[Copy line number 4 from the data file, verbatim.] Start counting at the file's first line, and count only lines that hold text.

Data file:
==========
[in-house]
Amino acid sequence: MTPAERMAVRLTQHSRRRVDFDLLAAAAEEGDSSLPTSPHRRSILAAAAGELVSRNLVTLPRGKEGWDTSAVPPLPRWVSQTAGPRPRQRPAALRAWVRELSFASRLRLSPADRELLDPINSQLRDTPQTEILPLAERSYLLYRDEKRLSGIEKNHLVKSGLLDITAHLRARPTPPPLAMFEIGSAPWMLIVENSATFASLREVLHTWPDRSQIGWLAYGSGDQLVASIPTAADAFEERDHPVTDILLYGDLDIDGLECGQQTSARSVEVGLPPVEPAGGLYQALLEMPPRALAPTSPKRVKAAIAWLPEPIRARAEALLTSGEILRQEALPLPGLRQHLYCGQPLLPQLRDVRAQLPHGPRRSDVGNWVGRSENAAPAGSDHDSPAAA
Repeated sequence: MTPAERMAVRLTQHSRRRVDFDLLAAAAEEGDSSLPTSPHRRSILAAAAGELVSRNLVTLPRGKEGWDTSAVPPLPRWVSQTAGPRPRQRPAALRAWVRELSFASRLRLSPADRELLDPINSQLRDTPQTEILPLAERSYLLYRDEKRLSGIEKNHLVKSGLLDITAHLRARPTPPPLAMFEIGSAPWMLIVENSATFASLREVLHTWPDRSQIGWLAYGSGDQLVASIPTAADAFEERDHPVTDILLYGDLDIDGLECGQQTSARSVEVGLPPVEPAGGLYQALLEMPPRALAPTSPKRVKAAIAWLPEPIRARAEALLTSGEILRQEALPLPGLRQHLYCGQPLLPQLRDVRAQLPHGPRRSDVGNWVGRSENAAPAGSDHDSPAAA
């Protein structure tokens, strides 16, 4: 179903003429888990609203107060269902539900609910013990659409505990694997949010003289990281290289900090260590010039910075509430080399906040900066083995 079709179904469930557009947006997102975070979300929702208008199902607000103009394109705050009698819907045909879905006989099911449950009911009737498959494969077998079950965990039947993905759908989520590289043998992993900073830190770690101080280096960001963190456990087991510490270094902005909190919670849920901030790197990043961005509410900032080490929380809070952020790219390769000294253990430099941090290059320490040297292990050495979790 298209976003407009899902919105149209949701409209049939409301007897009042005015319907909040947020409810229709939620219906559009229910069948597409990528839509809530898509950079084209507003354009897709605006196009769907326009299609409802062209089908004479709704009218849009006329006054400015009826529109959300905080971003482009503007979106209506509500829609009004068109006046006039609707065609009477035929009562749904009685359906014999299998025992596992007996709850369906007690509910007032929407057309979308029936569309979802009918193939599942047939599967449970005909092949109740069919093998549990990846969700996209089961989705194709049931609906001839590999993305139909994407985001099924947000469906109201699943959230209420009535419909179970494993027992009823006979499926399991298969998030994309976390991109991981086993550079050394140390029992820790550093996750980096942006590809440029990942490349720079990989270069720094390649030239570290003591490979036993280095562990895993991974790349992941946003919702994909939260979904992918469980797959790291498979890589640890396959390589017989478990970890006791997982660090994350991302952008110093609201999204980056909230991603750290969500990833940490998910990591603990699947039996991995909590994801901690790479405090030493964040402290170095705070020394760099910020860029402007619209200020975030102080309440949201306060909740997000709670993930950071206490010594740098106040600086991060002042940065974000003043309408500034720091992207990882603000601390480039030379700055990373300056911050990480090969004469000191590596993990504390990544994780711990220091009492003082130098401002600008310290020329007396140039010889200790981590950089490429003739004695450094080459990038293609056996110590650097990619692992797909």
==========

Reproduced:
């Protein structure tokens, strides 16, 4: 179903003429888990609203107060269902539900609910013990659409505990694997949010003289990281290289900090260590010039910075509430080399906040900066083995 079709179904469930557009947006997102975070979300929702208008199902607000103009394109705050009698819907045909879905006989099911449950009911009737498959494969077998079950965990039947993905759908989520590289043998992993900073830190770690101080280096960001963190456990087991510490270094902005909190919670849920901030790197990043961005509410900032080490929380809070952020790219390769000294253990430099941090290059320490040297292990050495979790 298209976003407009899902919105149209949701409209049939409301007897009042005015319907909040947020409810229709939620219906559009229910069948597409990528839509809530898509950079084209507003354009897709605006196009769907326009299609409802062209089908004479709704009218849009006329006054400015009826529109959300905080971003482009503007979106209506509500829609009004068109006046006039609707065609009477035929009562749904009685359906014999299998025992596992007996709850369906007690509910007032929407057309979308029936569309979802009918193939599942047939599967449970005909092949109740069919093998549990990846969700996209089961989705194709049931609906001839590999993305139909994407985001099924947000469906109201699943959230209420009535419909179970494993027992009823006979499926399991298969998030994309976390991109991981086993550079050394140390029992820790550093996750980096942006590809440029990942490349720079990989270069720094390649030239570290003591490979036993280095562990895993991974790349992941946003919702994909939260979904992918469980797959790291498979890589640890396959390589017989478990970890006791997982660090994350991302952008110093609201999204980056909230991603750290969500990833940490998910990591603990699947039996991995909590994801901690790479405090030493964040402290170095705070020394760099910020860029402007619209200020975030102080309440949201306060909740997000709670993930950071206490010594740098106040600086991060002042940065974000003043309408500034720091992207990882603000601390480039030379700055990373300056911050990480090969004469000191590596993990504390990544994780711990220091009492003082130098401002600008310290020329007396140039010889200790981590950089490429003739004695450094080459990038293609056996110590650097990619692992797909």